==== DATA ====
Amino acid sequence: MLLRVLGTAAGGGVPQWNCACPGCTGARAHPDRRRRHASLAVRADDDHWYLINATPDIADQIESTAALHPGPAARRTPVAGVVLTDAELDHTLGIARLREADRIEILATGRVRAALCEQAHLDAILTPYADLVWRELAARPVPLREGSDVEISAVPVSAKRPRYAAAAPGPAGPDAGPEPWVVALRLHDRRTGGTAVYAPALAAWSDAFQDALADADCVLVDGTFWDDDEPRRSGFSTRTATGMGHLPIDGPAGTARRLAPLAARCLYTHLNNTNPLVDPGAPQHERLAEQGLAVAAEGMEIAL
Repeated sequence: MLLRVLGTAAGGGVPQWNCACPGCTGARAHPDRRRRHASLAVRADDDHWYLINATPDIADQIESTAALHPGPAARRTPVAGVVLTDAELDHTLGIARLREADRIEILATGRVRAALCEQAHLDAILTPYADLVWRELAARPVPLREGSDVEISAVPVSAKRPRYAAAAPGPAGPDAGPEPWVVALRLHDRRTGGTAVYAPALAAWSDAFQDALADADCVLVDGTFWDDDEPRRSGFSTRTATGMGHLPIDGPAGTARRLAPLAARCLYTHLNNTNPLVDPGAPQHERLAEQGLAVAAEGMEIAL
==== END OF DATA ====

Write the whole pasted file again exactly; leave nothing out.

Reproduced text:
Amino acid sequence: MLLRVLGTAAGGGVPQWNCACPGCTGARAHPDRRRRHASLAVRADDDHWYLINATPDIADQIESTAALHPGPAARRTPVAGVVLTDAELDHTLGIARLREADRIEILATGRVRAALCEQAHLDAILTPYADLVWRELAARPVPLREGSDVEISAVPVSAKRPRYAAAAPGPAGPDAGPEPWVVALRLHDRRTGGTAVYAPALAAWSDAFQDALADADCVLVDGTFWDDDEPRRSGFSTRTATGMGHLPIDGPAGTARRLAPLAARCLYTHLNNTNPLVDPGAPQHERLAEQGLAVAAEGMEIAL
Repeated sequence: MLLRVLGTAAGGGVPQWNCACPGCTGARAHPDRRRRHASLAVRADDDHWYLINATPDIADQIESTAALHPGPAARRTPVAGVVLTDAELDHTLGIARLREADRIEILATGRVRAALCEQAHLDAILTPYADLVWRELAARPVPLREGSDVEISAVPVSAKRPRYAAAAPGPAGPDAGPEPWVVALRLHDRRTGGTAVYAPALAAWSDAFQDALADADCVLVDGTFWDDDEPRRSGFSTRTATGMGHLPIDGPAGTARRLAPLAARCLYTHLNNTNPLVDPGAPQHERLAEQGLAVAAEGMEIAL